Reviewed on Switch, copy supplied by publisher.
Paladins plugs a much needed gap in the Switch library by adding a competitive online shooter into the mix. Contrary to popular comparisons the game itself is distinct from heavy hitting hero shooter Overwatch, holding its own as a title. After playing a few rounds it becomes pretty clear that Paladins is more like the result of Overwatch being in a high collision crash with a MOBA – creating something more distinct than it appears on the surface in the process.
It can be an overwhelming game to jump into, especially considering the “launch” on Switch is essentially bringing almost two year’s worth of content with it. There are over 30 distinct characters to choose from, and a tonne of load-out choices to be made using the game’s cards (much like the load-out system in the controversial Battlefront II).
The deck building is an interesting mechanic, and one of the features that has me most intrigued. The variables will draw you in as you scramble to build decks that suit your play style and give you the edge in combat. The fact you can make each character your own is something that makes Paladins stand out.
There are several game modes that will be familiar to online shooter fans, such as Siege – where teams have to move a payload to a certain point (not helping the Overwatch comparisons), Onslaught – a point control mode, and Team Deathmatch, which is pretty self explanatory. Each are engaging enough, and I enjoyed my time battling it out across the modes, even if I was a bit lost from time to time because I found the team configurations hard to read and the “meta” was lost to me.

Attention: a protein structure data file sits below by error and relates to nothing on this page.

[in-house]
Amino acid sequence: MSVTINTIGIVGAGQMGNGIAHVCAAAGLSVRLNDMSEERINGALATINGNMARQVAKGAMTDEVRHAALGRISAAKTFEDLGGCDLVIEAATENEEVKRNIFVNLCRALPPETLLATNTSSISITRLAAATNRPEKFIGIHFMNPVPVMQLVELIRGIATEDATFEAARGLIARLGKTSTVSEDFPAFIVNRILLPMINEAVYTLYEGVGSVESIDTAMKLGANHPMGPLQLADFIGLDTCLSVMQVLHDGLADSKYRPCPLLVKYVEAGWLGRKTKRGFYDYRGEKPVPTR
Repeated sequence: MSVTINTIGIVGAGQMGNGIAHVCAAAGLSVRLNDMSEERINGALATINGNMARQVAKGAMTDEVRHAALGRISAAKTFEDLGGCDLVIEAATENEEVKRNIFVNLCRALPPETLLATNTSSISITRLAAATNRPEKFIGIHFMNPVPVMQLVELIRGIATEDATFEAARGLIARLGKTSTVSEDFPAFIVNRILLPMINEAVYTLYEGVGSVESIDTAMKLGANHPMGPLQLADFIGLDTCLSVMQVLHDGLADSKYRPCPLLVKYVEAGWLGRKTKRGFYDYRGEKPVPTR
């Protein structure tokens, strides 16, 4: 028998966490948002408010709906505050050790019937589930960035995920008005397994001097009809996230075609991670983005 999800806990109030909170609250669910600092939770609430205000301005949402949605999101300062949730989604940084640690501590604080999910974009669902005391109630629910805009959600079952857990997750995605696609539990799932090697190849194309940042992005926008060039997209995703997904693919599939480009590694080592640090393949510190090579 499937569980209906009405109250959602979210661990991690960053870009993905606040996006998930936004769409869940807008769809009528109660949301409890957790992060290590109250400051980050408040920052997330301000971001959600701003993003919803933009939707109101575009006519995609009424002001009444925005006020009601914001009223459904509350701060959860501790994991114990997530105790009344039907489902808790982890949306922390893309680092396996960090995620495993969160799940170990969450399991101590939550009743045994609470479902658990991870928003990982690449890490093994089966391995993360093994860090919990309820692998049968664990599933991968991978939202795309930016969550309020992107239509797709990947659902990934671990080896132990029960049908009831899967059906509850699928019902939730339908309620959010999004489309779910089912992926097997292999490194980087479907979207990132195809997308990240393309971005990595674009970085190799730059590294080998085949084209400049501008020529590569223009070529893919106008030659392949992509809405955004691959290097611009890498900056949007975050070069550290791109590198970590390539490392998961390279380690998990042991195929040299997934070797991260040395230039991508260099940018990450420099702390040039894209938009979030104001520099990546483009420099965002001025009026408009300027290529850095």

In my time with Paladins I haven’t really found a go to champion, I’ve been enjoying my time experimenting with different team configurations and player abilities – but this is something that the game makes hard. Once you’ve selected your character and locked them in you can’t change out during a match.
If your team configuration isn’t working you have to go down with the ship, which hurts all the more when you’re new to the game and not sure what role you should be filling. The ability to alter teams is something I would love to see added. For new players this is a feature that makes the learning curve all the steeper.
On paper the game is free to play, but currently it’s locked behind a $45AUD founder’s pack that provides keen Switch players early access – which sets the cynic in me on fire. The fact it’s currently free to play on other systems seems poorly thought out, but at least it will be free at some stage, with all the items unlock-able with time and effort should you choose not to part with your money. As business models for free games goes, Paladins is pretty mild – and those willing to go in without paying should have an uninhibited time.
Performance wise the game runs great on Switch. Most of my playtime was in hand held mode, and despite some issues matching with other human players online, everything went smoothly. From what I understand, matching with AI opponents is standard in the game at lower levels, and the relatively low Switch player-base might be contributing towards the frequency of this – so it’s something worth keeping an eye on after the game launches fully later in the year.